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Too Big To Fail - Interview with Andrew Ross Sorkin - Zing Talk

Hello and welcome to Zing Talk, where Benzinga brings you the biggest names and brightest minds from Silicon Valley to New York City.

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Today our guest is Andrew Ross Sorkin, a journalist, and columnist for The New York Times as well as the founder and editor of Dealbook. How ya doing today Andrew?

Great to be here, I'm good.

Could you start off by telling us a little bit about your role at The New York Times and Dealbook?

I have a couple roles in the New York Times, I'm a columnist; I started originally as a merger & acquisitions reporter, and then started a little mini business called Dealbook, which started as a daily email and has now grown into a full fledged website. We actually have a mobile app and a host other products.

Now it's no hiding the fact that you're one of the youngest people around cited as an authority on Wall Street, economics, etc and that's in a leadership position of such a major media outlet. Could you talk a little about that rapid ascension and what you think brought you to where you are today?

I started here when I was 18 years old as an intern if you will, and I used to Xerox and staple. I had no intention of putting two words together, let alone a sentence. I got lucky very early on; an editor who didn't know how old I was assigned me a story to write, and didn't realize I was still in high school.

I've been doing this now for way over a decade, and when I graduated from school, I moved over to London, and the New York Times gave me a job out there where I covered mergers and acquisitions. This was during the M&A bubble around 1999, so it was really a trial by fire and a remarkable education. I moved back to the states in 2001, and one of the first things I did when I got back here was to start this thing called Dealbook, which was this email I used to send at 7 AM. I'd send it out to bankers, CEOs, hedge fund managers, and it really just grew. In the first year we had 30,000 readers, then 80,000, to over 200,000 getting the email every morning. Now we have the website, which gets over 2+ million people on it. It's been a remarkable little ride over the past few years.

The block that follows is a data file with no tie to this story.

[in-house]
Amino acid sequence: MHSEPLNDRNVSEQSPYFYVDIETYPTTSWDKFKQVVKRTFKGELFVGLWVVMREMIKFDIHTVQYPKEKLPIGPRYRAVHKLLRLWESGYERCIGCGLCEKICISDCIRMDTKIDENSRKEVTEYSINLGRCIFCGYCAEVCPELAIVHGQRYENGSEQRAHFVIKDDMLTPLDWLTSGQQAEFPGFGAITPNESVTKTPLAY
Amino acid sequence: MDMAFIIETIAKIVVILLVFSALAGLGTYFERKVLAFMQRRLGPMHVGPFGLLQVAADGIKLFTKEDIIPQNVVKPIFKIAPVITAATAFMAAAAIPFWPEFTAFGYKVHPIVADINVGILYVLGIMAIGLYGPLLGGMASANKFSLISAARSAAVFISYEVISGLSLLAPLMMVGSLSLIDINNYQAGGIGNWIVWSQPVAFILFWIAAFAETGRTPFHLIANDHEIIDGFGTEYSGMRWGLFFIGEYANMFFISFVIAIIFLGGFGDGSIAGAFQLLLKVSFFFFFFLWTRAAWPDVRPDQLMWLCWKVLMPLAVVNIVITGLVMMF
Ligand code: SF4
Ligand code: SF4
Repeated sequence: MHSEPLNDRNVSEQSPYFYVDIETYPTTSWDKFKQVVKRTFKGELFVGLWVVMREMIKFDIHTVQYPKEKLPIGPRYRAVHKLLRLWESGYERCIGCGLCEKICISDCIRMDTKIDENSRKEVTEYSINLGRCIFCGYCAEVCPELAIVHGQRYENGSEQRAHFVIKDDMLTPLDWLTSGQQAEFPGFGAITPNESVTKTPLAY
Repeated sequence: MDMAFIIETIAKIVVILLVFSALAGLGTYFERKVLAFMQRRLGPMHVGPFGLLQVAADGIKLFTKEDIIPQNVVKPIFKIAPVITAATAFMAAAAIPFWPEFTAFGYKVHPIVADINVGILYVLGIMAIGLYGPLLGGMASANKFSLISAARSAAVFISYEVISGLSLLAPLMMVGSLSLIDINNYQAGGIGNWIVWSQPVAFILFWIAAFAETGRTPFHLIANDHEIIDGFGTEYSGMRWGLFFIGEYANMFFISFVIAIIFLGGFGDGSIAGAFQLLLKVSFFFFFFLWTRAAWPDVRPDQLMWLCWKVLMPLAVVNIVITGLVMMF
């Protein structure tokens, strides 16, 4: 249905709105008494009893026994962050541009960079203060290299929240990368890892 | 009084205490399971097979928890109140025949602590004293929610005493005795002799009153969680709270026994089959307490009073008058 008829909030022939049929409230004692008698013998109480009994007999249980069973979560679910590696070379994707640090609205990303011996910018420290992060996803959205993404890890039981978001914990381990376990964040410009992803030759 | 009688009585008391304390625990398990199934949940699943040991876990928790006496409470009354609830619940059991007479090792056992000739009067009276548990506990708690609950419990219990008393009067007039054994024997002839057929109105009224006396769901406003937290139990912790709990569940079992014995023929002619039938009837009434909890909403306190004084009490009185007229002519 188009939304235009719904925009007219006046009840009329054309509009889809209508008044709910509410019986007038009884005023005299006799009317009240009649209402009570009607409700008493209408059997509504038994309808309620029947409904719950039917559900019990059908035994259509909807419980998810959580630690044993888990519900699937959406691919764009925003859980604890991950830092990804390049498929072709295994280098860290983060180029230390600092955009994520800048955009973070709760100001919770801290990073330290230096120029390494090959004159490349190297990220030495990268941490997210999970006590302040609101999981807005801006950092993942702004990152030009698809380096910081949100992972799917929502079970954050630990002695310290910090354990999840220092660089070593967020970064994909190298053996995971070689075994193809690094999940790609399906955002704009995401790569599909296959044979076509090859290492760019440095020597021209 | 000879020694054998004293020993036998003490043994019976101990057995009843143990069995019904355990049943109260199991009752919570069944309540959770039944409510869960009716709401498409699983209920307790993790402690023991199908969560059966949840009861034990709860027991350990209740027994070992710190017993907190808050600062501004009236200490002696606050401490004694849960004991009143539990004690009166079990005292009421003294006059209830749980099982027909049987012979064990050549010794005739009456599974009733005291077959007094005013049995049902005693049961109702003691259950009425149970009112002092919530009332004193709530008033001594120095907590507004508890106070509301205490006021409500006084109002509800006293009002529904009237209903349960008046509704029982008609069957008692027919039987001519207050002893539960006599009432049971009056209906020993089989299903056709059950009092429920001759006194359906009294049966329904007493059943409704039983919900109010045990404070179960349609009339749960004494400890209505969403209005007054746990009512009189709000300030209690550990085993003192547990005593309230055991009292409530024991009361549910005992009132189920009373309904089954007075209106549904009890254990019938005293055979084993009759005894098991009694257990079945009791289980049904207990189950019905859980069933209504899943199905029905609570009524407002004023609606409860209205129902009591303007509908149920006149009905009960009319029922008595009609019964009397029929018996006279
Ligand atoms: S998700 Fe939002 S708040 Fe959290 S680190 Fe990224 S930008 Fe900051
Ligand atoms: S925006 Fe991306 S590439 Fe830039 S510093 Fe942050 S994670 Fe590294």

I want to talk to you a little bit about your book, Too Big to Fail: How Wall Street and Washington Fought to Save the Financial System — and Themselves. It's truly incredible that you were able to chronicle the behind-the-scenes dealings in the financial sector. How were you able to do that?

I decided to write this book almost within a week or two from when Lehman Brothers failed. In many ways I think I was well suited. Having covered wall street for over a decade at that point I knew a lot of people on the street. I didn't actually know a lot of the main characters, but I was able to, through some old school traditional reporting, getting in front of the right people and asking questions, getting people to tell me stuff they weren't supposed to. The great thing about reporting is that you can get more information from talking to people, and then go back to the people who don't want to talk to you.

So I think a third of the people wanted to talk to me for the right reasons – sense of history, wanted to be helpful – another third probably talked to me for the wrong reasons – rewrite their legacy, and rewrite history – and I kept them honest. The last third, typically the group who doesn't want to talk to you – internal investigations, litigation – but once you end up talking to the first two thirds, the other third decides ‘oh my goodness, this guy has actually talked to a lot of people and done a lot of work, maybe I should talk to him.'